Microangiopathy

    Diabetic microangiopathy is often associated with three major complications: nephropathy, retinopathy, and neuropathy. It is proposed that capillary endothelial cells and glomerular mesangial cells are preferentially injured by hyperglycemia because these cells cannot reduce the transport of glucose inside the cell when they are exposed to hyperglycemia[26]. Although we do not have data on whether these cells secrete ORAIP in response to hyperglycemia, as we reported previously that plasma levels of ORAIP were markedly elevated in patients undergoing dialysis largely due to diabetic nephropathy[9]. These elevated levels of ORAIP played a role in other complications such as cardiovascular injury and sarcopenia in these patients.

    For diabetic retinopathy, it is thought that vascular endothelial growth factor (VEGF) plays a critical role in retinal neovascularization and diabetic macular edema. VEGF also plays a protective role against retinal apoptosis induced by oxidative stress (perhaps due to retinal I/R)[26,27]. We reported that vitreous body concentrations of ORAIP were significantly increased in diabetic retinopathy, especially proliferative diabetic retinopathy, suggesting that ORAIP plays a role in oxidative stress-induced retinal cell injury[12]. Therefore, the combination of anti-VEGF and anti-ORAIP therapies will be complementary against ischemic as well as I/R injury in diabetic retinopathy.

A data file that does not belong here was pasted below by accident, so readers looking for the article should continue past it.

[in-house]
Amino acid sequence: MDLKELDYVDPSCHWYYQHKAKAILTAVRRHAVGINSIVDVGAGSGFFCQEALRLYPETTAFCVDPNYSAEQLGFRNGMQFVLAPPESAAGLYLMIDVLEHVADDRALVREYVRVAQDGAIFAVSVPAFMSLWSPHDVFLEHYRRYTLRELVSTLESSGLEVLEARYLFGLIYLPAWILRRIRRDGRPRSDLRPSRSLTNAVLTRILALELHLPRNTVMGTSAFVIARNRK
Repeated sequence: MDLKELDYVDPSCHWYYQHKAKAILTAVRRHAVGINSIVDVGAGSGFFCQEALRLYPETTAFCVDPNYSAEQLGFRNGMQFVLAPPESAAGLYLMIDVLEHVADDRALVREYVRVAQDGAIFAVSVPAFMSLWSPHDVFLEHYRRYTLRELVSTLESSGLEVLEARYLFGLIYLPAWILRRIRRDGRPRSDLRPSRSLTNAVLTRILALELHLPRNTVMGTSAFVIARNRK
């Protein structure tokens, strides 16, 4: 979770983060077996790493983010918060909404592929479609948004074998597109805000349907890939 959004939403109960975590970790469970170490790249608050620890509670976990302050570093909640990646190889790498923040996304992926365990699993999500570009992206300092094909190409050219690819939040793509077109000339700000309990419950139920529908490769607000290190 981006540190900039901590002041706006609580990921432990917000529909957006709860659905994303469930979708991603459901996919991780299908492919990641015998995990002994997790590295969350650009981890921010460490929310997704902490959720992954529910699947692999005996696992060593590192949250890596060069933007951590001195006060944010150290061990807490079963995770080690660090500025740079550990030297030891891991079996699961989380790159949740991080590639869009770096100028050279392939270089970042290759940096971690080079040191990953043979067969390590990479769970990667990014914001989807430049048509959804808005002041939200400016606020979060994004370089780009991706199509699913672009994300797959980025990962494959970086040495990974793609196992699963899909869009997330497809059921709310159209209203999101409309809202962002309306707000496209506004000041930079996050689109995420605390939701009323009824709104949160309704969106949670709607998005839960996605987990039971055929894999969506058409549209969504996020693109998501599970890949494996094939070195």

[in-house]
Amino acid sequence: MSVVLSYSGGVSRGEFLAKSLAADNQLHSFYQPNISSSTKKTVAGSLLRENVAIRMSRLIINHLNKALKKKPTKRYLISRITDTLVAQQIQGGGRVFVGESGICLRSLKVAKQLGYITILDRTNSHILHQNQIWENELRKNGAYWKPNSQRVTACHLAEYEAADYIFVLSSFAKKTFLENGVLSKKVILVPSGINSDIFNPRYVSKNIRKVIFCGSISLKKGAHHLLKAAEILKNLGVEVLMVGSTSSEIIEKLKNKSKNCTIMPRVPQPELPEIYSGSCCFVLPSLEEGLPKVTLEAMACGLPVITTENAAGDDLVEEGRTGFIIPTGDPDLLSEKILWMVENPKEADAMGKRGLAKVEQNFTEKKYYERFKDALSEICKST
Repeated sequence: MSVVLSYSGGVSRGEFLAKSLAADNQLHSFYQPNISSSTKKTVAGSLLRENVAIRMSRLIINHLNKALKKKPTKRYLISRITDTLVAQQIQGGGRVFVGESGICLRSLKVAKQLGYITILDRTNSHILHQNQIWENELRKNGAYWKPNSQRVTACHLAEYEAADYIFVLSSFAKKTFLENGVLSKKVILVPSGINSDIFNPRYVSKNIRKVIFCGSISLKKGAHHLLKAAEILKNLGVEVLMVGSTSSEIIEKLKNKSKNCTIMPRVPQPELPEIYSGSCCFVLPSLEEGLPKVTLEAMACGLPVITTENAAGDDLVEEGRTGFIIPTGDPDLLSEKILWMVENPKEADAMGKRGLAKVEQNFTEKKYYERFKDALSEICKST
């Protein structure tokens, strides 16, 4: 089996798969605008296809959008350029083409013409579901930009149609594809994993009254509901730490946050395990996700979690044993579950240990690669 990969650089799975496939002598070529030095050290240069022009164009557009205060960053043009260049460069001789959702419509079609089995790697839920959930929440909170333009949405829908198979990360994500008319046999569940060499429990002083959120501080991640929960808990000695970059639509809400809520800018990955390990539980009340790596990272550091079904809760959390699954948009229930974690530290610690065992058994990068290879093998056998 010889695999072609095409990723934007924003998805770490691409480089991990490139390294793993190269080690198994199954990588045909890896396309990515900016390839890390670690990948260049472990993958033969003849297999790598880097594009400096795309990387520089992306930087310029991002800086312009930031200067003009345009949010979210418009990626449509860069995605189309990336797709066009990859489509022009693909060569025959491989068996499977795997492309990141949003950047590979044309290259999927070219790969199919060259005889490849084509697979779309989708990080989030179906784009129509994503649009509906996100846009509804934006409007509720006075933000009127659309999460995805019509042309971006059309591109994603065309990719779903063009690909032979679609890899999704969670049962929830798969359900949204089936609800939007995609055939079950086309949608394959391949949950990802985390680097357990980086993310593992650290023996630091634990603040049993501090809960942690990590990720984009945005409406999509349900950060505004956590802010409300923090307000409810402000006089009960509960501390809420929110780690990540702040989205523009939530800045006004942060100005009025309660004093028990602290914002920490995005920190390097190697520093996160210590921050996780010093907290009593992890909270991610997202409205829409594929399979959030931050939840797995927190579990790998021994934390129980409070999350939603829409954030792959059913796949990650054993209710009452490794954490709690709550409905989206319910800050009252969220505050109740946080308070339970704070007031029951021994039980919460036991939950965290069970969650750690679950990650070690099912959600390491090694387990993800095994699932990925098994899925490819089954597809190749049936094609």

Because neurons (especially cerebral neurons) are susceptible to oxidative stress-induced cell injury, the long-term elevation of plasma ORAIP levels induced by hyperglycemia should injure peripheral neurons as well.

    Atherosclerotic macroangiopathy

    DM is often associated with hypertriglyceridemia due to insulin resistance. In addition, hyperglycemia in DM induces oxidative stress, which facilitates LDL-C oxidation in arterial tissues leading to plaque formation. Thus, hyperglycemia in DM often causes dyslipidemia, resulting in the development of atherosclerotic macroangiopathy involving coronary, cerebral, and peripheral arteries. Atherosclerosis in these large arteries leads to life-threatening ischemic heart disease, cerebral infarction, and arteriosclerosis obliterans. As mentioned in the “Dyslipidemia and atherosclerosis” section, oxidative stress in arterial tissues induces ORAIP secretion, which may result in apoptosis of arterial cells leading to plaque rupture. Further investigations are needed to prove the usefulness of anti-ORAIP therapy with a neutralizing mAb in protecting from atherosclerotic plaque rupture and cardiovascular injury in patients with DM as well as dyslipidemia.